Saul Hansell has an interesting NYT piece on Google’s use of unorthodox interview techniques, like challenging applicants with brainteasers and asking people, “Have you ever made a profit from a catering business or dog walking?”

There is a brief mention in the piece of an earlier recruitment campaign that Chip and I think was ingenious Here’s the challenge for a recruiter: How do you lure in the right people while deterring the wrong people? One way to do that is to talk: “Google is looking for the brightest, most motivated technology whizzes in the universe!”

A better way to do it is to tease. Imagine a black equation on a white billboard (better seen than described). More precisely, an equation + a “.com” text string. No other markings. No clue as to why there’d be an equation on a billboard, or who was responsible for it. The “.com” ending hinted that if you could crack the equation, and then add a “.com” to the end of your answer, you’d be rewarded somehow. This is a great example of making an idea stick via a “curiosity gap.”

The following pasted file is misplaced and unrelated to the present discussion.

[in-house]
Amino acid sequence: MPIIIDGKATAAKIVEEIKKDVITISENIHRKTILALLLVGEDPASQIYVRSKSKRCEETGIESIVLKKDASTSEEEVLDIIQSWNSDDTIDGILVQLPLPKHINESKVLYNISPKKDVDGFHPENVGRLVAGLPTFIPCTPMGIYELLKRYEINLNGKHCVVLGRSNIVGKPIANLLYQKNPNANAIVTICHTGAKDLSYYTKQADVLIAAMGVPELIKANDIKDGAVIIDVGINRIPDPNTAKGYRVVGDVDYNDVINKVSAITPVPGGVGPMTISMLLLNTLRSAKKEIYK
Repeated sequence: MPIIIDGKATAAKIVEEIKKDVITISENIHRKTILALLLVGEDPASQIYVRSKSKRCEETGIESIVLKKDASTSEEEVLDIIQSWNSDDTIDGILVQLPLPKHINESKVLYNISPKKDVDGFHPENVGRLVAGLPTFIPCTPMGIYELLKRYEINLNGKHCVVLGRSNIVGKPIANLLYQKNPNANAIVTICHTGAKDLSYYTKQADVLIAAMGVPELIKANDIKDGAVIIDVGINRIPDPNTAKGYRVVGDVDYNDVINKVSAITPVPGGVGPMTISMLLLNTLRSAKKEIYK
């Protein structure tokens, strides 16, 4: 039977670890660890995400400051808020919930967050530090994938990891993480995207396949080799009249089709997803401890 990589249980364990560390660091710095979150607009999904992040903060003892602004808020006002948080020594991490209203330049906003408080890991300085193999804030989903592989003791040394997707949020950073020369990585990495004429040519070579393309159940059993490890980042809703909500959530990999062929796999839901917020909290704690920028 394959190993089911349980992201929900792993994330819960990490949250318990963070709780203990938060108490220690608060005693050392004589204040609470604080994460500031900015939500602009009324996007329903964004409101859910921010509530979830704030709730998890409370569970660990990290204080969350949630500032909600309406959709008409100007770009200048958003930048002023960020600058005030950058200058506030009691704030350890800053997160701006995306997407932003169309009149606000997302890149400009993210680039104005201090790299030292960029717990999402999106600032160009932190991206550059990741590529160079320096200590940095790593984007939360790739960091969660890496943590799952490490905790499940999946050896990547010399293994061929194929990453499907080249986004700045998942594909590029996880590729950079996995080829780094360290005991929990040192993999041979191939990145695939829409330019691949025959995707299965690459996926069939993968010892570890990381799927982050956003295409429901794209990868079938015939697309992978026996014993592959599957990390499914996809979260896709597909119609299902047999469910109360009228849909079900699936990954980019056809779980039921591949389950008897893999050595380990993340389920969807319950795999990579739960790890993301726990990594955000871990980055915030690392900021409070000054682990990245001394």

The answer led to another riddle. Eventually, having made the cut, you’d find out that Google was behind the mystery, and you’d arrive at a page where you could submit your resume to Google.

What a smart way of enticing the right people–people sufficiently analytical to solve a rather tough riddle–while remaining invisible to the wrong people.

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